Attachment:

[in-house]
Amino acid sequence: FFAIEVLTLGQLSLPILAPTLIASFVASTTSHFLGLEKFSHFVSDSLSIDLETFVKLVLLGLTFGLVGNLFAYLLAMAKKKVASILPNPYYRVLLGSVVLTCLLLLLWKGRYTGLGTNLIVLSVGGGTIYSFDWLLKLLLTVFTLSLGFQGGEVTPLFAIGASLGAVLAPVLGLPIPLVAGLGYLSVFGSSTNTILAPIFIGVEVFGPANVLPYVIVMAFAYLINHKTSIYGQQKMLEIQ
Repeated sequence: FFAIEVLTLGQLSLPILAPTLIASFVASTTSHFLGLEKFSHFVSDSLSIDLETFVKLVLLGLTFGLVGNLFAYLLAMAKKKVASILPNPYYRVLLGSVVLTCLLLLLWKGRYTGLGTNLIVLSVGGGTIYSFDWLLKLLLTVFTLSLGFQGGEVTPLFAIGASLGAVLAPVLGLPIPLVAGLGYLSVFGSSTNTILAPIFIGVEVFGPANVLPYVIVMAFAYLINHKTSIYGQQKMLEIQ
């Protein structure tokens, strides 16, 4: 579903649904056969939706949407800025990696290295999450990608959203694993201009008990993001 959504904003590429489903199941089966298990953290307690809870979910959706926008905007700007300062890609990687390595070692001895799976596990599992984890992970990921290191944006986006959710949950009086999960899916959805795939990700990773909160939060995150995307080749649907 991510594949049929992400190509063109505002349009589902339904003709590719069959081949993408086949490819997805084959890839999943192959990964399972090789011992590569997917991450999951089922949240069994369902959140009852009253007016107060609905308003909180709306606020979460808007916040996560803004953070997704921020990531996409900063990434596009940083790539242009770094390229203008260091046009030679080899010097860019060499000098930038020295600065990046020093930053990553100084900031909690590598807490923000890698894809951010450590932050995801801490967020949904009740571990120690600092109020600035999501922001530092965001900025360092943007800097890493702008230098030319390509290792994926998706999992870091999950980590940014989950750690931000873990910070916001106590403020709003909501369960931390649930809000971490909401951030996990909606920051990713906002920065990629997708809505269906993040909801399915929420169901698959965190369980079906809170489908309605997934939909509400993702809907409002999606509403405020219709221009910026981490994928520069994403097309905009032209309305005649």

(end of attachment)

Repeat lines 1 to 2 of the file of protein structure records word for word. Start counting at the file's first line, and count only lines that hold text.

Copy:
[in-house]
Amino acid sequence: FFAIEVLTLGQLSLPILAPTLIASFVASTTSHFLGLEKFSHFVSDSLSIDLETFVKLVLLGLTFGLVGNLFAYLLAMAKKKVASILPNPYYRVLLGSVVLTCLLLLLWKGRYTGLGTNLIVLSVGGGTIYSFDWLLKLLLTVFTLSLGFQGGEVTPLFAIGASLGAVLAPVLGLPIPLVAGLGYLSVFGSSTNTILAPIFIGVEVFGPANVLPYVIVMAFAYLINHKTSIYGQQKMLEIQ